mondo vedremo venire ambasciatori a rallegrarsi con noi, e ritornarsene poi con invidia quasi maggior che'allegrezza di tante nostre felicità' (571).
39. Ibidem, 11I, 604.
40. D. Scaglia, Giudizio sopra l'historia dell'Em. Cardinale Bentivogfio (Naples, s.a. [1638]).
41. La raccofta de/fe orationi che si contengono neff'historia di Fiandra del cardinale Bentivogfio
(Cologne (?), 1641) 43 and 185. The Spanish governors 'hanno levato i privilegi alla patria', 'hanno
introdotto in essa Ie colonie de' forestieri', 'hanno usato una lingua a noi incognita edella quale non
intendiamo i veri sensi e la vera forza' (186). Also in 1641 (Cologne) was published [( breviario de/fe
guerre dei Paesi Bassi, by Antonio Abbondanti.
42. Free from Spain, with a new political order, we 'pagheremo i debiti contratti di fuori', 'arricchiremo il nostro erario' , 'conosceranno veramente i nostri popoli d'esser liberi, perchè godranno
senza contrasto la libertà'. These hopes could be extended to other countries under the Spanish
domination: La raccofta de/fe orationi che si contengono ne/f'historia di Fiandra del cardinale Bentivogfio, 318.
was based on the assembly of all the social orders; the Venetian republic was based on the hegemony of the nobles. In the United Provinces offices were elective
and the bourgeoisie took a very active part in public life. In Venice the offices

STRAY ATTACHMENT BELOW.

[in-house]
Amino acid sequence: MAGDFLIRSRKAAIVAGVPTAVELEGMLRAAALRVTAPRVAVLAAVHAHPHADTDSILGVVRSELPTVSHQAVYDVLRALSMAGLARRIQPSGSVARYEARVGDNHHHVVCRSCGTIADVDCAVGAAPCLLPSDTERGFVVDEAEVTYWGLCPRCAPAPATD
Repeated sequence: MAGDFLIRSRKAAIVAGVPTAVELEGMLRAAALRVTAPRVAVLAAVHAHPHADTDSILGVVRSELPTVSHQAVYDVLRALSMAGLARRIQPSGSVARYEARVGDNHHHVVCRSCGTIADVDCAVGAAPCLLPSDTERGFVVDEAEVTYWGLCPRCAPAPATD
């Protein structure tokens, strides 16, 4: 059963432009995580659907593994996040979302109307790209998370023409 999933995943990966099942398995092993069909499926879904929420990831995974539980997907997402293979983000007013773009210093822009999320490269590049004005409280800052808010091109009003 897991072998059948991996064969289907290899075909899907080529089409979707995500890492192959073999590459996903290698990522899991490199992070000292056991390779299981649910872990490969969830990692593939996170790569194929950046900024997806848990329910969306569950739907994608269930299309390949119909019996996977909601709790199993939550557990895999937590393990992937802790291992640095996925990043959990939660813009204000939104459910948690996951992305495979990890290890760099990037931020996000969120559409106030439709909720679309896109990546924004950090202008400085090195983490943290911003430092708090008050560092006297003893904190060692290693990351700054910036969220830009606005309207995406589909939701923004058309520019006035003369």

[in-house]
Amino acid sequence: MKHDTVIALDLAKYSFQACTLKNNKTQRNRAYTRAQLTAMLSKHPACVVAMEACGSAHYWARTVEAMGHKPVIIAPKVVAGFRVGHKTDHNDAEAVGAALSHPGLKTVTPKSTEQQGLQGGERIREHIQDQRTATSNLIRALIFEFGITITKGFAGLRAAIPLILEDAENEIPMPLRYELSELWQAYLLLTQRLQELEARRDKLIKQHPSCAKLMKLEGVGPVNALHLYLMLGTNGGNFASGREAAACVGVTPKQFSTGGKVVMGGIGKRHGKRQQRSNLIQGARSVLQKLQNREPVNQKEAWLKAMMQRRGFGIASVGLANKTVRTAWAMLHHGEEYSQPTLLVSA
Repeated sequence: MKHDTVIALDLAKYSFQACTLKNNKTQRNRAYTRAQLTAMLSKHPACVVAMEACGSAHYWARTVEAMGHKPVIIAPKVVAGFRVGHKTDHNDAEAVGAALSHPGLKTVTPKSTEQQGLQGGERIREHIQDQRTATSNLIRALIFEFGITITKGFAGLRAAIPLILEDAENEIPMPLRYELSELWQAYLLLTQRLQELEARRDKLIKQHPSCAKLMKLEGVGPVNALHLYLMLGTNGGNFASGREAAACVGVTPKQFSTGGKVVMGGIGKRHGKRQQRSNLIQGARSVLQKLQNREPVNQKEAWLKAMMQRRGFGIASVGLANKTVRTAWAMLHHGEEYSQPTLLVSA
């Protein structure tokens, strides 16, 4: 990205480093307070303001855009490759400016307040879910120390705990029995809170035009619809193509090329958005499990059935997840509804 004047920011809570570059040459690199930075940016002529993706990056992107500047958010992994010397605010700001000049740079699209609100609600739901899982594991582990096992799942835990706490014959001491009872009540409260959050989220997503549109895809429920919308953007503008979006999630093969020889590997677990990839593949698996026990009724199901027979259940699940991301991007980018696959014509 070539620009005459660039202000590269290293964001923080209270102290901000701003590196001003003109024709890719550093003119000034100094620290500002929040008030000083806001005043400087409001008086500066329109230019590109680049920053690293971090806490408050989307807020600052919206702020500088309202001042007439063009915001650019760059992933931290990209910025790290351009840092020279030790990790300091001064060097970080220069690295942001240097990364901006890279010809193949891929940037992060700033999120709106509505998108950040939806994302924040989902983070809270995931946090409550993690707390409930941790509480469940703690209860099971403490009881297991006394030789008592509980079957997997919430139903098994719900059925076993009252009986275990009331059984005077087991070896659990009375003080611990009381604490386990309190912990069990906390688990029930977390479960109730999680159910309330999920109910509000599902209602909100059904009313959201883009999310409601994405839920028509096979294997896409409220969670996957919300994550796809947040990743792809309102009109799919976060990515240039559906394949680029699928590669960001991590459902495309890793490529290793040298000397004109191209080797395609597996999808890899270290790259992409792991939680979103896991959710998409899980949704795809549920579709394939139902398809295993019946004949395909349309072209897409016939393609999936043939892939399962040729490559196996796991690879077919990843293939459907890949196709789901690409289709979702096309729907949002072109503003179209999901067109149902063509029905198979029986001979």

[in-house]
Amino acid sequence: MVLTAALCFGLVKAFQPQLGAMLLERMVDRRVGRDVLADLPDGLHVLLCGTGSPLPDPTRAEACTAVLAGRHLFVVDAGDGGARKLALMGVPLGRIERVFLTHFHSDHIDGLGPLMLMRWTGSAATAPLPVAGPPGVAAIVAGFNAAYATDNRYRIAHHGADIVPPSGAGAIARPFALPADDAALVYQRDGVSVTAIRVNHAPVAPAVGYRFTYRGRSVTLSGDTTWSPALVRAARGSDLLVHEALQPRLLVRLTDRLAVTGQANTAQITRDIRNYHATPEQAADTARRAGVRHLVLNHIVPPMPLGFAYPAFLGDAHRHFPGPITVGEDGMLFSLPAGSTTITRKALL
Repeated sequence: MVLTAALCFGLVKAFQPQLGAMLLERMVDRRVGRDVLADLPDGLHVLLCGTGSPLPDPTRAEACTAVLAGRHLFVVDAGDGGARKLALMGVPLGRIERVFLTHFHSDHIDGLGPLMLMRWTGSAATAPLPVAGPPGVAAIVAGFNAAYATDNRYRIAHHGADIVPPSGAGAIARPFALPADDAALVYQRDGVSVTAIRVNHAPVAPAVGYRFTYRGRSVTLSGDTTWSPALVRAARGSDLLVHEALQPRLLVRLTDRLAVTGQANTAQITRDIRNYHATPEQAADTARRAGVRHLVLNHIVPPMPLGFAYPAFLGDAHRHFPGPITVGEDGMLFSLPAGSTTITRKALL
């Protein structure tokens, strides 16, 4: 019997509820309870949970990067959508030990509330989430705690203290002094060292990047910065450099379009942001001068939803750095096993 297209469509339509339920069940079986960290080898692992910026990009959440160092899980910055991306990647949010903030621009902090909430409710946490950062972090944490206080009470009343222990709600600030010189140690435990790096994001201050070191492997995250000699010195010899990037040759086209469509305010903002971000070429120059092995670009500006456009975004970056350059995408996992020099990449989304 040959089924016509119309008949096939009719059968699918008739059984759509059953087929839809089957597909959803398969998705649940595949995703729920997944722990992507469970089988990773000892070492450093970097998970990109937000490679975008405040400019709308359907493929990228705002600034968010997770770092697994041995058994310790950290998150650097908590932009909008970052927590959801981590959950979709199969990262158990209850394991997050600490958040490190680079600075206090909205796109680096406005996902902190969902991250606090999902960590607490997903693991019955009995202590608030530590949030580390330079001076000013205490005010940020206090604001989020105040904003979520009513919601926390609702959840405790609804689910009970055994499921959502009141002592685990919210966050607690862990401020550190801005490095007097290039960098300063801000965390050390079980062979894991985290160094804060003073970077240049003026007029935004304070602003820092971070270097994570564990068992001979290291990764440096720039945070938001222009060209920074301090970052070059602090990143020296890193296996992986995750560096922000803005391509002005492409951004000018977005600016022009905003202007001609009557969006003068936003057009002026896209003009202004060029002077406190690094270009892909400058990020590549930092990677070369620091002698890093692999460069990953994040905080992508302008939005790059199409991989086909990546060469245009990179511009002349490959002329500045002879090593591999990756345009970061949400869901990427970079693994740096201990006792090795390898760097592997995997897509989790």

were reserved for the families represented in the Maggior Consiglio. The Dutch
Republic appeared to the Italians to be the result of a national revolution whose
first aim was political independence from Spain. Very often was heard the grim
threat to 'far peggio che nella Fiandra'. In the Netherlands anti-Spanish feeling
prevailed and all classes formed a union to drive out the monarchy of Philip 11;
political grievances were fused with economic grievances, and the revolt took the
form of national opposition. The political model of Holland was an anti-Spanish
In the seventeenth century the South of Italy belonged to Spain, and on the 7th
July 1647 a popular rebellion broke out in Naples. This rebellion was headed by
Masaniello, a fisherman, and the immediate cause was a tax imposed in Naples
on fresh fruit. The story of this rebellion has very often been related in a
melodramatic fashion. The mass of poor people erupted into action and burned
the houses of the nobles, enernies of the people. Advised by an old jurist, Giulio
Genoino, Masaniello demanded the abolition of all taxes imposed since the
Emperor Charles V's time. The Viceroy accepted these requests. But the strange
conduct of Masaniello alienated his followers, and on July 16th he was
assassinated 43 • The people still had arms in their hands, and during the month
of August the revolutionary movement spread to every province of the kingdom
of Naples 44 • On the 23rd August the leaders of the rebellion elected Francesco
Toraldo d' Aragona 'capitano del popoIo' . When he was accused as a traitor and
condemned, the leaders proclaimed the Neapolitan Republic and invited a
French prince, Henry de Guise, who was in Rome, to assume command of their
forces against Spain. Henry de Guise arrived in Naples on November 15th, but